After a lot of walking all around, treat yourself to some nice Lviv homemade cheesecake at Lvivski plyatsky.
Spend an evening in one of the thematic pubs and try local Lviv beer (called 1715).
Head to the Lychakiv cemetery to see the dramatic beauty of the ancient tombs. It is especially pretty during autumn when the leaves turn yellow and red. If you are a lover of discovering the city via walking, then definitely do this on foot, it will take you around 30 minutes. Otherwise, you can get a cab, which will take around 8 minutes to get there.
On your way back, walk via the T.Shevchenko Ave, stopping for lunch at Puzata Hata. Spend the rest of the day walking the Svobody Ave to see the magnificent Opera House. Sit on one of the benches to people watch or spot the elders playing chess.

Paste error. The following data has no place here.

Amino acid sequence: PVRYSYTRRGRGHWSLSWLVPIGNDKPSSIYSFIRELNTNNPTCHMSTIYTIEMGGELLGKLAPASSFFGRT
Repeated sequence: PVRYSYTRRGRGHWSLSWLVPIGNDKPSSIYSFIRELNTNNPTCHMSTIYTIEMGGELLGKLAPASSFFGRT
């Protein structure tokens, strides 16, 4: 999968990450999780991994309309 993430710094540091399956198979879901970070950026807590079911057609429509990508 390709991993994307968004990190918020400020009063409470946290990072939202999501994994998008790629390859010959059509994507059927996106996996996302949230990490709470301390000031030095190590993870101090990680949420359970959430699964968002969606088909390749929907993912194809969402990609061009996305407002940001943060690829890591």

Check out and say goodbye to your lovely weekend in Lviv.
Many nationalities can stay in Ukraine for 90 days without a visa. These concerns countries like USA and Canada, European Union, many South American countries as well as CIS (former USSR). Please check the details about your country on Ukraine’s official site:
About the Writer
Ukrainian expat in Denmark, Lena is a part-time traveler and a full-time dreamer. She enjoys discovering unique locations and make those ‘plan-it-yourself’ trips. She’s your go-to person if you want to know more about living in Scandinavia, traveling with a full-time job or get reflections on how migrating and traveling changes your life.